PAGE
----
Microsoft is taking a page out of Apple's playbook by catering to creators.
People in illustrating, graphic design, and other related artsy fields have long used MacBooks and iMacs as their tools of choice when it comes to running software like Adobe Photoshop, but with Mac and PC sales slowing across the world, Microsoft seems keen to turn the tables around. It not only announced an upcoming Creator Update for Windows 10 that features an overhauled Paint app, but it added a new member to the Surface family: the Surface Studio. It's an all-in-one machine geared toward creative professionals.
It has both hardware and software features designed to make creating artwork easier. This is essentially a touchscreen drafting table. The Surface Studio features an industrial design with a 28-inch LCD display and a "zero-gravity" hinge that allows the display to lay nearly flat. The slim base houses all the processing components, and there's only one cable coming out the back. Microsoft has created its version of the iMac, but it's much more versatile because it can transition from a standard desktop to a gigantic tablet.
While in the standard desktop mode, the Surface Studio functions as a normal computer but looks absolutely stunning visually. The whole device is straight up sexy. The monitor is so thin. It's like someone took a 28-inch Surface tablet and mounted it. At first glance, it is difficult to believe it is an actual monitor and not some high-resolution photograph. You may think pics of the Studio make it look better than it actually is... no way. It really is that impressive to look at and play with in person.
The Surface Studio has a natural and smooth feel to it, so that every motion on the display is seamless and every stroke beautiful. It could be one of the best desktop computers I have ever used. It isn’t just a regular desktop; the ability to lay it down is extremely cool. It needs almost no effort to gently glide into a more flattened position. While lowered onto a table, it has an almost Star Trek-type of vibe, putting you behind this space station-like control center. Looks are not even close to the only thing it has going for it. Even though it is so thin, it still has enough power to hold up against any other AIO. It also has a lot of potential, especially for creative types.
With one finger, you can begin drawing. And if you use Microsoft's Surface Pen and new Surface Dial, you can completely unleash your inner artist. The Dial is a puck-like input device you can use to rotate things and basically control things shown on the screen. It's contextual as well, so depending on where you place, it'll serve up specific options. Options for Adobe Photoshop, for instance, won't appear in Microsoft Word. Dial is also interesting when you consider Apple might soon announce a MacBook Pro with a contextual OLED touch panel.
The Surface Dial makes the Surface Studio amazing to work with. It was tough to figure out at first, because it has so many options, but watching a Microsoft PR with it, who has obviously used the device many times, was like poetry in motion. Changing colours and the size of the brush within seconds, and in small wrist turns, was like watching someone solve a Rubik’s cube in mere seconds.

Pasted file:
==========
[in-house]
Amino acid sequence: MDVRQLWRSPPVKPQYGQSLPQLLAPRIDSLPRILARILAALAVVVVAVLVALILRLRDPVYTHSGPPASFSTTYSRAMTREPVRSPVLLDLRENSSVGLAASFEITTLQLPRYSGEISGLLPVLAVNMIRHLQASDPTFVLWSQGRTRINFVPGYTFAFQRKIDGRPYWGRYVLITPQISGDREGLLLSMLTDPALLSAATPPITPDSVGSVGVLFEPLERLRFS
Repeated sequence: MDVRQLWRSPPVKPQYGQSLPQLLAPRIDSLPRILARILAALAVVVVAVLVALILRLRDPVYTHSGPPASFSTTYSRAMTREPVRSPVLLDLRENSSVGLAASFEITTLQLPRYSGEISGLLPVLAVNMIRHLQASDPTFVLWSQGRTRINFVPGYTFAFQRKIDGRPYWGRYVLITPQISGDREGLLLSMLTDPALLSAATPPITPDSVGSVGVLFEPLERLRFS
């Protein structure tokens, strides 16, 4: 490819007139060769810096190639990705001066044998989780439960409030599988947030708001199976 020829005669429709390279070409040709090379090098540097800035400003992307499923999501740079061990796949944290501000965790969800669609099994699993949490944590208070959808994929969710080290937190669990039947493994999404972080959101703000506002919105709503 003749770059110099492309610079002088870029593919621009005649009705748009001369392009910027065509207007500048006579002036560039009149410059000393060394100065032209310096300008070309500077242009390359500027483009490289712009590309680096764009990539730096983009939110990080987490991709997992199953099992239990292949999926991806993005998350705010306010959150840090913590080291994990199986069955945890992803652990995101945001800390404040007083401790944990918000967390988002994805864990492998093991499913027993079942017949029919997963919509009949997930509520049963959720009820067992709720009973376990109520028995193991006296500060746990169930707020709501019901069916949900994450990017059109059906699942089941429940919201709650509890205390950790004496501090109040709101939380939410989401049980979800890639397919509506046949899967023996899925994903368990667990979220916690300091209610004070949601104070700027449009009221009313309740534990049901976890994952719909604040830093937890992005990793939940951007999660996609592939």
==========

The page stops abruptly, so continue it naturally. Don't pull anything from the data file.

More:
The Dial sits on your desk or directly on the screen of your Surface Studio, and it can move both clockwise and counterclockwise. When pressed downward, it selects and can toggle between different parts of a feature. For example, when choosing RGB for colour options, if you twist it around, it moves around the color wheel. By clicking down, you'll see it change the type of colour wheel. Or, if you select a brush type (you may be on a brush size that you can spin to shrink or enlarge as you draw), you can press down on your Dial to turn the angle of your brush or change the opacity, among other features.
The Dial could be used on other devices since it can be connected via Bluetooth, but the ability to rest it on your screen is not available to other devices, as Microsoft and developers are building that functionality directly into their Windows apps. But, like on the Surface Studio, you can use it to scroll through pages and documents, change volume, and also brightness. It basically functions like a smart mouse for other laptops. The options for what you have visible on the Dial can also be customised.
If you get the Surface Studio for your home, there is a good chance you won’t have any pens, paper, paint, or any other art supplies still around, because you won’t need them. The options for creating are endless, with the ability to change your brush size, type, colours, opacity, and just about anything else you would need to change. The ability to use it in a more natural angle for creating art is also a big plus. We personally don’t like to draw on a screen that is directly in front of us like a desktop, but it gives such a natural feel to working on projects, with the hinge that can go from nearly flat to even past the point of straight so that you can still see the screen when sitting from a lower angle if you wanted.
The Surface Studio is an all-in-one art studio for digital artists. If you fit that bill, you can pre-order one starting today for $2,999, with deliveries expected in December. Though it carries a high price-tag, it seems to be worth it if you’re any type of artist.
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